Many of our favourite books are often inspired by real-life locations all around the world. In fact, many authors spend months staying at a site, taking inspiration from the perfect destination to base their books. Here's a look at five places that inspired some of your favourite books.
American novelist Ernest Hemingway wrote "The Sun Also Rises," a narrative about expats involved in love triangles in Paris&ndashthe city of lights and love. The beautiful city, after all, is the ideal setting for writing a story about discovering yourself via others.
The cobblestone lanes of Grafton and Nassau, and the lush grass of St. Stephen's Green, inspired Irish novelist James Joyce's renowned (and complicated) novel "Ulysses" and its protagonist Leopold Bloom. You may reenact Bloom's day-long trek from the book today and stop at Glasnevin Cemetery, which served as the basis for the book's sixth chapter, "Hades."
Walden Pond, Concorn, Massachusetts
American naturalist, essayist, and poet Henry David Thoreau moved into a cottage he built for himself on the picturesque Walden Pond shoreline on July 4, 1845. He resided there for two years, two months, and two days, or until September 6, 1847. He then wrote a book about his experience called "Walden," named after the pond.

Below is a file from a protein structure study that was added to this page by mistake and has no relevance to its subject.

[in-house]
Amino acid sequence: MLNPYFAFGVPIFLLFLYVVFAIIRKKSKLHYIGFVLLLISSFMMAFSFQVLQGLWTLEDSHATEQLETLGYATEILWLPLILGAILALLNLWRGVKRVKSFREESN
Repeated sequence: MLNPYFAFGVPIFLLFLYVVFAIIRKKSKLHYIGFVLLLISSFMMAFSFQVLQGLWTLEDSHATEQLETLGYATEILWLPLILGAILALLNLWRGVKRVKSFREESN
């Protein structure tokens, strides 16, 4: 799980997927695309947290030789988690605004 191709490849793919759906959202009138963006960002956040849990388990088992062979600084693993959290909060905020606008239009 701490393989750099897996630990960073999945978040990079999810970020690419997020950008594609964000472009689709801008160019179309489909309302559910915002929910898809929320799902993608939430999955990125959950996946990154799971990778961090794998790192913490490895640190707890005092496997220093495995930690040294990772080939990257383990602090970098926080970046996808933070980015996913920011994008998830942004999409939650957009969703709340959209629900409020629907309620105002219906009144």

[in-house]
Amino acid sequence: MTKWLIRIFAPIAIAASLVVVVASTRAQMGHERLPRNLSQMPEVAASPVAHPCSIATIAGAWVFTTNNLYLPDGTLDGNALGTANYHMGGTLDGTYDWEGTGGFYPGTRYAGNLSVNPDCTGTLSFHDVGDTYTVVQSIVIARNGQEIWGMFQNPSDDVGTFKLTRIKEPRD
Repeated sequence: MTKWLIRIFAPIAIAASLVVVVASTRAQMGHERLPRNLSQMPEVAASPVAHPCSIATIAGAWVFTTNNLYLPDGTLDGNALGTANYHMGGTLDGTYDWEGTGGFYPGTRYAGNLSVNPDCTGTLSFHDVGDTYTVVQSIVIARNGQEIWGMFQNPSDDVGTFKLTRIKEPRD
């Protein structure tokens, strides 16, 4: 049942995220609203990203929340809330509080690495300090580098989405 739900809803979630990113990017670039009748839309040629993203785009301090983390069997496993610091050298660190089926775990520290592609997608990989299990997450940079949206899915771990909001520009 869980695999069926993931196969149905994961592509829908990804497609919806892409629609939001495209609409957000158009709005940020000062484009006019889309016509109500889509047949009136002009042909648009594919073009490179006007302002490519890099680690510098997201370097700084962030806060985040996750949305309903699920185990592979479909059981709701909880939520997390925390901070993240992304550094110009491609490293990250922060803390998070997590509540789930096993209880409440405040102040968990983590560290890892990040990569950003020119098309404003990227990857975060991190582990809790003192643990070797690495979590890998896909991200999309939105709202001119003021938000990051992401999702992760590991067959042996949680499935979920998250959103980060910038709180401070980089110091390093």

"The Marble Faun" by American novelist Nathaniel Hawthorne, long regarded as the best travel guide to Rome, is the ideal fusion of fantasy, reality, and plot twists. Hawthorne carefully selected the locations for this book, which are among the most stunning and noteworthy in contemporary Rome and are rich in historical symbolism. With its roughly 2000-year history, Rome provided the ideal backdrop for the novel on the challenges of living abroad and human misery.
Central Park, New York City
A key sequence in American author J.D. Salinger's "Catcher in the Rye" takes place close to the Central Park Carousel, a hotspot for tourists and locals. The book's main character, Holden Caufield, is interested in learning what happens to the ducks that float on the "Conservatory Water" lagoon in Central Park during the winter.